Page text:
Posted by Curt on 26 March, 2015 at 7:16 pm. Be the first to comment!


Jim Geraghty:

Confirmed: The Bowe Bergdahl Deal Is as Disastrous as We Feared

So those reports from January turned out to be accurate:

Sgt. Bowe Bergdahl, who was held captive by the Taliban for five years after leaving his remote post in Afghanistan, was charged by the Army with desertion and misbehavior before the enemy.

The misbehavior charge carries a potential life sentence, the Army said in a statement, but legal analysts said it was likely Bergdahl would reach an agreement that would result in a light punishment.

Bergdahl was released from captivity after the United States agreed to release five Taliban militants held at Guantanamo Bay.

He was charged with “misbehavior before the enemy by endangering the safety of a command, unit or place,” according to the Army statement…

Bergdahl was also charged with “desertion with intent to shirk important or hazardous duty,” which carries a potential five-year sentence, according to the Army statement.

You’ll recall Susan Rice assured us that Bergdahl “served with honor and distinction.”

The statement from Senator Tom Cotton:

The Army’s decision to charge Bowe Bergdahl with desertion and misbehavior in the face of the enemy underscores how misguided and dangerous it was for President Obama to trade five hardened Taliban commanders for Bergdahl in the first place. Regardless of his conduct, the United States should not negotiate with terrorists or trade terrorist detainees for American hostages. President Obama’s break with this longstanding bipartisan policy has placed a price on the head of every American abroad, whether in Afghanistan, Iraq, or anywhere else. And it’s created the risk that these five detainees will return to the fight.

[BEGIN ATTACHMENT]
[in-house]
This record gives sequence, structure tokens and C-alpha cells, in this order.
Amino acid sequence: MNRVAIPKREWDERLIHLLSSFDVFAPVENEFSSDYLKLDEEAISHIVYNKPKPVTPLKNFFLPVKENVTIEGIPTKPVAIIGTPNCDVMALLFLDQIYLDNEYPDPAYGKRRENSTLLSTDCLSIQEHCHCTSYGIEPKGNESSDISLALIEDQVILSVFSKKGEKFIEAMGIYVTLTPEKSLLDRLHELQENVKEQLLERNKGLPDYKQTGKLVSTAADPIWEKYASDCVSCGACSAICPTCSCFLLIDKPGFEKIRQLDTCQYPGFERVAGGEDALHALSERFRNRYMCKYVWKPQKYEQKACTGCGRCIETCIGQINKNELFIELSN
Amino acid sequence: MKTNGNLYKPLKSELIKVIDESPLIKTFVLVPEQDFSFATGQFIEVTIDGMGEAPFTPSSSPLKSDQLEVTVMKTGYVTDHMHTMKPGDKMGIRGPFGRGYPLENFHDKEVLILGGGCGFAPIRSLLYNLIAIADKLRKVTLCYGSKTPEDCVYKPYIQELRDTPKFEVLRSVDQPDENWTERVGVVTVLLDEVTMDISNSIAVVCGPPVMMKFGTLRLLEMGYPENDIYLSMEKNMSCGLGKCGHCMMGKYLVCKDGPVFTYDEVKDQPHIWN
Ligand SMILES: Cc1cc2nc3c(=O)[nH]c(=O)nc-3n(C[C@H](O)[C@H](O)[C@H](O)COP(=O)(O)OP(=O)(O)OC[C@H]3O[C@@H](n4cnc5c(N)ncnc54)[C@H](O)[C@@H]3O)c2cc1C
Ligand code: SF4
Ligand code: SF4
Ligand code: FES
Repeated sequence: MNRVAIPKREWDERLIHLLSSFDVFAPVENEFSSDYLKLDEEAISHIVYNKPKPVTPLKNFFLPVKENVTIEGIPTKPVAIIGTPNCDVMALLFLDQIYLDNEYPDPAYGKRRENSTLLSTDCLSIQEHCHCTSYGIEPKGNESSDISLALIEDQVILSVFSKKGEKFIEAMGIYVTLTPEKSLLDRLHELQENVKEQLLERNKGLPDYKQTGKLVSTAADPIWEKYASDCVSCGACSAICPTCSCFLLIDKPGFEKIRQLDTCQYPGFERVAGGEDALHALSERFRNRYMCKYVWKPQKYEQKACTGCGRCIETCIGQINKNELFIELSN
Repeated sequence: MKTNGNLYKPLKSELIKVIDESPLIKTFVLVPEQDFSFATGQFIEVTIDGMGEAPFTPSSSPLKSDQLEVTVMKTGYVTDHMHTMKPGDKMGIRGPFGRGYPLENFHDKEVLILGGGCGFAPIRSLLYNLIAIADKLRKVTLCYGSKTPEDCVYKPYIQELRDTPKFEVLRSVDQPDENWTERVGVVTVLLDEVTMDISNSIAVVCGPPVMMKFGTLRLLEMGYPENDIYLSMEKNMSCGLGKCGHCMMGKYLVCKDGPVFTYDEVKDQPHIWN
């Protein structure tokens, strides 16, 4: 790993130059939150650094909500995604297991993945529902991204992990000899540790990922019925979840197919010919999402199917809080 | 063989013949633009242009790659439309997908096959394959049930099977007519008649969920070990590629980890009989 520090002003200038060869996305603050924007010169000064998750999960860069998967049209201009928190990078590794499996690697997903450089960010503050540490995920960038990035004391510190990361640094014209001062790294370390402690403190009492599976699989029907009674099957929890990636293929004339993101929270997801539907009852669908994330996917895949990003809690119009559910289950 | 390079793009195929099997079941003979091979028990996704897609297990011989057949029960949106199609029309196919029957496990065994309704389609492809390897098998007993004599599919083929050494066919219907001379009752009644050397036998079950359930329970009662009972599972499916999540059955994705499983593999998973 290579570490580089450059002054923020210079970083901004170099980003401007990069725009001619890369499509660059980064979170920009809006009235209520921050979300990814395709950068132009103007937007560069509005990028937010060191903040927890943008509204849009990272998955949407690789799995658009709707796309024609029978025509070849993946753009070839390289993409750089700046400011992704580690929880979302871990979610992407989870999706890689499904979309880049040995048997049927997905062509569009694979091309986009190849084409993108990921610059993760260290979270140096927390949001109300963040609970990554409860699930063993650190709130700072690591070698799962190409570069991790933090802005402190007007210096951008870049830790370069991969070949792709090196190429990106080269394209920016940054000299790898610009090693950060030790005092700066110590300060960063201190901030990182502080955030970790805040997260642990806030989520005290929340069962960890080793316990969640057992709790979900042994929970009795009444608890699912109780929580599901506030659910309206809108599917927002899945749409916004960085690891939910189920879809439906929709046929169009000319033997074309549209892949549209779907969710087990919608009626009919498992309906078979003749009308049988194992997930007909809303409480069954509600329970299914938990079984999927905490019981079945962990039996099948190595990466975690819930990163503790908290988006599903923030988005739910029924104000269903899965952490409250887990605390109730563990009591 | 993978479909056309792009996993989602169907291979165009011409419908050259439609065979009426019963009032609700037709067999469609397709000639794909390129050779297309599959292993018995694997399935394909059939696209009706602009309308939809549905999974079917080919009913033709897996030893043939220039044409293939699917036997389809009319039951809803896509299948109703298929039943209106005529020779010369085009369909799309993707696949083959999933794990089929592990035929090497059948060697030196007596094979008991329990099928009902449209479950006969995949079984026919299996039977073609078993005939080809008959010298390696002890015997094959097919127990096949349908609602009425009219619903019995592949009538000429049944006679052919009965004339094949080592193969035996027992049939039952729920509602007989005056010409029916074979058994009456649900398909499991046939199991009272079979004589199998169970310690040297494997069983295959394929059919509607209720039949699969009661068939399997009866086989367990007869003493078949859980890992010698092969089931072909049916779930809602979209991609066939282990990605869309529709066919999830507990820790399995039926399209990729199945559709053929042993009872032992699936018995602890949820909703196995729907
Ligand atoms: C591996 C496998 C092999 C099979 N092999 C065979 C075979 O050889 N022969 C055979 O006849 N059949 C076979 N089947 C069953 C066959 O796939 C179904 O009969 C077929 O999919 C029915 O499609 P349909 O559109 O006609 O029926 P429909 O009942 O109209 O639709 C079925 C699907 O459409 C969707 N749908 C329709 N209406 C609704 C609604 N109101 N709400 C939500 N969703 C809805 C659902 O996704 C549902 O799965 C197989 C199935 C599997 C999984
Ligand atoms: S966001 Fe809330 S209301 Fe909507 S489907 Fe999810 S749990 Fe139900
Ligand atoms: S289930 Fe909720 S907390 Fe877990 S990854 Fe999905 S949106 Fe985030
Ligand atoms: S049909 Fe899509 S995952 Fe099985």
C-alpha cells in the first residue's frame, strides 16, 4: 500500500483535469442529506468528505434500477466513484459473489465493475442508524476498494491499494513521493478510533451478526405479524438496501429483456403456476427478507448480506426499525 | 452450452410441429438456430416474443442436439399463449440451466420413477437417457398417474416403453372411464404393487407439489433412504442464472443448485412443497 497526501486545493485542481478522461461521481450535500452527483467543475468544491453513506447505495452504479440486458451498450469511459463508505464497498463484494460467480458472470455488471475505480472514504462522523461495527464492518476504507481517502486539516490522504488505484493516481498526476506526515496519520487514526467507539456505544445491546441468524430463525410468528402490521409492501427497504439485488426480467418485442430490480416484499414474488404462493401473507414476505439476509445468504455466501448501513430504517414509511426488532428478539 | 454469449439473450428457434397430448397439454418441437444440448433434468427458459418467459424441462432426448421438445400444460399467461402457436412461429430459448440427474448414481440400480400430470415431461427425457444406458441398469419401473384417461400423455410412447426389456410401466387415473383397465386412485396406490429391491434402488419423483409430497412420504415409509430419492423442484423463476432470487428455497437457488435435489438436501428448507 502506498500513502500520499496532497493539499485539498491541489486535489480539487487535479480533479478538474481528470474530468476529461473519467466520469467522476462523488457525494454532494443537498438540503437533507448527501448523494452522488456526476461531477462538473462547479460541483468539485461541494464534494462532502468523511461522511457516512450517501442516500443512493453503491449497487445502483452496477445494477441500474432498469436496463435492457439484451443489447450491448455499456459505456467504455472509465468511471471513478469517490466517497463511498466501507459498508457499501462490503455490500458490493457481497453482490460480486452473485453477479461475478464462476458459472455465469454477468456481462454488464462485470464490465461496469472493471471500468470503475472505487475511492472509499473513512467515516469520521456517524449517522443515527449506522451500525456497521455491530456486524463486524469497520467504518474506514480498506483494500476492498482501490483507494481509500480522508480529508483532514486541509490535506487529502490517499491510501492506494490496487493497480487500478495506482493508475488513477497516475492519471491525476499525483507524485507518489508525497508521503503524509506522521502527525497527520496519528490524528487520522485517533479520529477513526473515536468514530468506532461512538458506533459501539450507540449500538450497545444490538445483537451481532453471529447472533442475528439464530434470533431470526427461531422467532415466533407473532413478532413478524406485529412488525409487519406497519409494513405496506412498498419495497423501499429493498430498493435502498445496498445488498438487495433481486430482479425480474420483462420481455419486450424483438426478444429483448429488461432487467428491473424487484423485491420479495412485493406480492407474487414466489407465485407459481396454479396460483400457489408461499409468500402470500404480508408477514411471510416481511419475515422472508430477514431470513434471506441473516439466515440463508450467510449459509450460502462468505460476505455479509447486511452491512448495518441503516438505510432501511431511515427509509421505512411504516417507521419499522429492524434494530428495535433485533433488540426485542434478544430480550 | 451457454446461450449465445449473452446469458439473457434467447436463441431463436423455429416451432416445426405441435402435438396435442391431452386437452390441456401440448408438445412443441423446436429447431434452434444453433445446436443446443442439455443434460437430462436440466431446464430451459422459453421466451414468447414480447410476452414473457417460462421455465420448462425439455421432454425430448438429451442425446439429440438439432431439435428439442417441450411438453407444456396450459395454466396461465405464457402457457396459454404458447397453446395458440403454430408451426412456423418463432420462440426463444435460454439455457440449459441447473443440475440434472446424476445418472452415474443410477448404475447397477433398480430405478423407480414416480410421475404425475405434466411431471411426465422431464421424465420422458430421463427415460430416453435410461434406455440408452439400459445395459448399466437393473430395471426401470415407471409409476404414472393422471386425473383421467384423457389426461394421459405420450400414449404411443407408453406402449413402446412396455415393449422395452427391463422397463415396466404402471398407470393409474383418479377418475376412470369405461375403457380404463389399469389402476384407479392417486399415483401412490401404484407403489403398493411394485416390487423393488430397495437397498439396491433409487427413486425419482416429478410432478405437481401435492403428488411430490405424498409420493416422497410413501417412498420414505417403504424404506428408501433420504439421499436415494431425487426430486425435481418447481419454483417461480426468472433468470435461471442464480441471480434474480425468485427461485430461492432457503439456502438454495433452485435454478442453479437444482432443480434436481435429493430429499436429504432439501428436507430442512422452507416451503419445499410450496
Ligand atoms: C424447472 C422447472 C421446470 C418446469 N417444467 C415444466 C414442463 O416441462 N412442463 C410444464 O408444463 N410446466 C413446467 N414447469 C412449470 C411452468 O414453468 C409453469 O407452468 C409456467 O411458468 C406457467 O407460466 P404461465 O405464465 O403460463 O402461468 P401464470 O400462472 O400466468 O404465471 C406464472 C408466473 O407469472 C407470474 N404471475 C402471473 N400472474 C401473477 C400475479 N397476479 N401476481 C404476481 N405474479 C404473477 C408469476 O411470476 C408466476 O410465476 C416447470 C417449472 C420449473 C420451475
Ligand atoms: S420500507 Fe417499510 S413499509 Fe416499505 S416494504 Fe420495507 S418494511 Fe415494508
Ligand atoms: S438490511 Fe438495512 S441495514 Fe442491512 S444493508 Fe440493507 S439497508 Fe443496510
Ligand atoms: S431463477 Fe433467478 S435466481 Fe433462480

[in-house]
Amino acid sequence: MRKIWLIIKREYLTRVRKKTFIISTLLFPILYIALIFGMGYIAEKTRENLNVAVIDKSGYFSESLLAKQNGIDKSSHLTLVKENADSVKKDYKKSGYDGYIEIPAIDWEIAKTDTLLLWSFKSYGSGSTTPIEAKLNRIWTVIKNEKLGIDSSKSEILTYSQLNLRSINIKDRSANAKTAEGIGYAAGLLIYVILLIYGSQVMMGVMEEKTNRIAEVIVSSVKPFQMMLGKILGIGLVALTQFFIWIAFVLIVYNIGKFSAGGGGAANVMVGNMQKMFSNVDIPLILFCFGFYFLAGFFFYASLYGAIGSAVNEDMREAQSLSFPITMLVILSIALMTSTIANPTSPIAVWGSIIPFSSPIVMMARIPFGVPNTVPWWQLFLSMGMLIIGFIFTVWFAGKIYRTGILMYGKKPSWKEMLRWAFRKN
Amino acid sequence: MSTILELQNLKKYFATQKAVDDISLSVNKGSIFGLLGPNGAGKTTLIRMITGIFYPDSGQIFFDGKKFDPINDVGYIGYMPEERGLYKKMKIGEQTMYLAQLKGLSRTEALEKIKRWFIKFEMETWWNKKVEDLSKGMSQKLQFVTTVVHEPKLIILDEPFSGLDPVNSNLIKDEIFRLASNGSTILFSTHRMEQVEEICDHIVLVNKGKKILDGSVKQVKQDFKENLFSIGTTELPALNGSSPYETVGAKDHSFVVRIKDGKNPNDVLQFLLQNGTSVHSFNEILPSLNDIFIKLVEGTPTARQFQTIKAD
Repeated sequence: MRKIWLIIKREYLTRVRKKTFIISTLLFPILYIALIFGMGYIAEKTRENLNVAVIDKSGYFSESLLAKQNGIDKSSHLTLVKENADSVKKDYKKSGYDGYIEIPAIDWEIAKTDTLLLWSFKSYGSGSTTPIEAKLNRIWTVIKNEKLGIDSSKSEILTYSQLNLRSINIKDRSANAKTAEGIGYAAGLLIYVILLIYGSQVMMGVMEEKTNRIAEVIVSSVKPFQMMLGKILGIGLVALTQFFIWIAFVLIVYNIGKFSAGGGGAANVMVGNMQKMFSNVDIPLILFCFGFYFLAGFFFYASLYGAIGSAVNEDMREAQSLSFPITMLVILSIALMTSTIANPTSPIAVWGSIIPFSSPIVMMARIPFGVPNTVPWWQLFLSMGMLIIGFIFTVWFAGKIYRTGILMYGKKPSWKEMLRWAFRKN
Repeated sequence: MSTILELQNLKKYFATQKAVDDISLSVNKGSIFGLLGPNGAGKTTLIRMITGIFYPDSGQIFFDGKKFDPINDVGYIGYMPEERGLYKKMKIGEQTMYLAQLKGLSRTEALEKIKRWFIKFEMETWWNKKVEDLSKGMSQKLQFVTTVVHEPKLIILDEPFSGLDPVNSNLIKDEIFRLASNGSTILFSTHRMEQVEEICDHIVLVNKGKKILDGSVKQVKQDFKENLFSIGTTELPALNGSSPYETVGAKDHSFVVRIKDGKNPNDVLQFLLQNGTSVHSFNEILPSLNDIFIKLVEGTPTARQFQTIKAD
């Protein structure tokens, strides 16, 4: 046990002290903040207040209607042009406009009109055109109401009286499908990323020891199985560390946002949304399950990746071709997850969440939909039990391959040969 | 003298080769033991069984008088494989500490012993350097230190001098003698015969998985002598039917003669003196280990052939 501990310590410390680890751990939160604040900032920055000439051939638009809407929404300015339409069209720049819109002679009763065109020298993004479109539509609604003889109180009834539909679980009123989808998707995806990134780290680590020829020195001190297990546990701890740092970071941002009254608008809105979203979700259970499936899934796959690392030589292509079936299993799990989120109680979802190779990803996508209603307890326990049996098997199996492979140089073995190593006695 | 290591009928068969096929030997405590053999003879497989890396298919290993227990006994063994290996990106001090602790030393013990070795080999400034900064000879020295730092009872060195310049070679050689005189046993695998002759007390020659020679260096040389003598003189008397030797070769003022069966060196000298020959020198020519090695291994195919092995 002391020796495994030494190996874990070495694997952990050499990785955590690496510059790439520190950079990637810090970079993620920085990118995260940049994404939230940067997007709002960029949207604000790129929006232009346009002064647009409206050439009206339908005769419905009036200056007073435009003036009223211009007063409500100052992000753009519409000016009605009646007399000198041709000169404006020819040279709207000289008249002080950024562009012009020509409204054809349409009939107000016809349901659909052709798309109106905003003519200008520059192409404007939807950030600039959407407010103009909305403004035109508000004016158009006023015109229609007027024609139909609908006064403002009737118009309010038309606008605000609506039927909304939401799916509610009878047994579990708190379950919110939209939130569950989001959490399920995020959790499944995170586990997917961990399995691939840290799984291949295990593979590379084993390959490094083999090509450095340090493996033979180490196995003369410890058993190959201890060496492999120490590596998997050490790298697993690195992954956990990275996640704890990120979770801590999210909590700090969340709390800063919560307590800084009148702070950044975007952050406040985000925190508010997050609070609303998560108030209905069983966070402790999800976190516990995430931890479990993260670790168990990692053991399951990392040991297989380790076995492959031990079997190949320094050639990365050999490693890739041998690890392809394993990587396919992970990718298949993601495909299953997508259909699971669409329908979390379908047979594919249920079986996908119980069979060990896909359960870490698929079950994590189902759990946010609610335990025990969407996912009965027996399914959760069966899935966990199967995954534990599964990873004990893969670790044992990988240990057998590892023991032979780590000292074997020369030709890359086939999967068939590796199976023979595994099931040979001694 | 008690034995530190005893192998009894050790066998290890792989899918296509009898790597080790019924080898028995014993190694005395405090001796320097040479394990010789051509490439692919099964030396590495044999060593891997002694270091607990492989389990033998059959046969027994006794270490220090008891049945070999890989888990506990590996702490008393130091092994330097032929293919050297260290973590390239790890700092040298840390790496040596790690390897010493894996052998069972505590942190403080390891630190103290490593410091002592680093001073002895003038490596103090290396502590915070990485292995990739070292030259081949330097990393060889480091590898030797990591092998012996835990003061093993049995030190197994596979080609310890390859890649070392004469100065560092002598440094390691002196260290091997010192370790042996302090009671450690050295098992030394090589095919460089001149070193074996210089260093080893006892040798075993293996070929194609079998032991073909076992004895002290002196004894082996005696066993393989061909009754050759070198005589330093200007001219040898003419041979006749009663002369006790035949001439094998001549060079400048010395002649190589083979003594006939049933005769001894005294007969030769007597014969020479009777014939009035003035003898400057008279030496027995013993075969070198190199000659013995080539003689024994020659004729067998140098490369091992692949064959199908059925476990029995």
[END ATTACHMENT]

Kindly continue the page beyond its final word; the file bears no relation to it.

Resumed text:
Now that Bergdahl has been charged, his proceedings should move forward under the Uniform Code of Military Justice without unlawful command influence, just as they would for any other soldier charged with misconduct.

Finally, I want to commend the many soldiers in Bergdahl’s unit who risked their lives on missions to rescue him, despite suspecting he had deserted from the outset. Some have observed that President Obama was justified in his decision to swap terrorists for Bergdahl based on the principle that we leave no man behind. Let’s be clear about this: the soldiers who tried to rescue Bergdahl didn’t leave him behind and we should be grateful for that.

Last summer, Hillary Clinton declared, “It doesn’t matter how someone ended up in a prisoner-of-war situation.”

That’s the sort of statement that, offered by a Republican lawmaker, could launch a lot of sneering, snickering columns on the op-ed pages of big newspapers. Really? It doesn’t matter at all if a soldier deserted or attempted to join the enemy, compared to being captured while in combat or on patrol? That doesn’t factor into our decision-making or thinking at all, at any point?

How do you think the men and women in uniform feel when those of us outside of it declare, “Whether you serve with honor and distinction, or whether you run away from your post, we see you the exact same way”? Doesn’t that treat every guy who does the right thing and performs his duty like a chump? Shouldn’t it matter to us how someone ended up in enemy hands?

No base stealing, lefties; you can’t presume that this is a binary choice, with the only options being to always attempt a rescue under any circumstances or to leave our man in enemy custody. (Right now, half the Morning Jolt readers are exclaiming, ‘Once you desert to join the enemy, you’re not ‘our man.’’) Our military leaders have to calculate and assess risk, to determine if the odds of success justify risking the men and women involved in the rescue attempt. Is Hillary Clinton really contending that having a lower threshold of risk for a deserter is morally objectionable?

A reminder:

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